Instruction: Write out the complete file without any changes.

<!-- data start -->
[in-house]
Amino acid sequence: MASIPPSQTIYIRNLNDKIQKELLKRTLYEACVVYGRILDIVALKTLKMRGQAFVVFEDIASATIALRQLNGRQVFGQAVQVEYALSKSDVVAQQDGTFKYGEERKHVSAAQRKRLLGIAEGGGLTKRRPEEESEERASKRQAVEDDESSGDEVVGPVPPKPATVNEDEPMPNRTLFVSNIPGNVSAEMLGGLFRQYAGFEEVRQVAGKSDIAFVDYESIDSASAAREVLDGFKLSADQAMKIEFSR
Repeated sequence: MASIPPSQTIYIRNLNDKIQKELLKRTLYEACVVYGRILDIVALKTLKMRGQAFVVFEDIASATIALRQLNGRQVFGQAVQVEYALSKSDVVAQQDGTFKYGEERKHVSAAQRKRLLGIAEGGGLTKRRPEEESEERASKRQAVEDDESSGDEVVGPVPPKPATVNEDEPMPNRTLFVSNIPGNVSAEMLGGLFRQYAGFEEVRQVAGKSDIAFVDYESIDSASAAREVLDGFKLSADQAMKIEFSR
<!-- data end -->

[in-house]
Amino acid sequence: MASIPPSQTIYIRNLNDKIQKELLKRTLYEACVVYGRILDIVALKTLKMRGQAFVVFEDIASATIALRQLNGRQVFGQAVQVEYALSKSDVVAQQDGTFKYGEERKHVSAAQRKRLLGIAEGGGLTKRRPEEESEERASKRQAVEDDESSGDEVVGPVPPKPATVNEDEPMPNRTLFVSNIPGNVSAEMLGGLFRQYAGFEEVRQVAGKSDIAFVDYESIDSASAAREVLDGFKLSADQAMKIEFSR
Repeated sequence: MASIPPSQTIYIRNLNDKIQKELLKRTLYEACVVYGRILDIVALKTLKMRGQAFVVFEDIASATIALRQLNGRQVFGQAVQVEYALSKSDVVAQQDGTFKYGEERKHVSAAQRKRLLGIAEGGGLTKRRPEEESEERASKRQAVEDDESSGDEVVGPVPPKPATVNEDEPMPNRTLFVSNIPGNVSAEMLGGLFRQYAGFEEVRQVAGKSDIAFVDYESIDSASAAREVLDGFKLSADQAMKIEFSR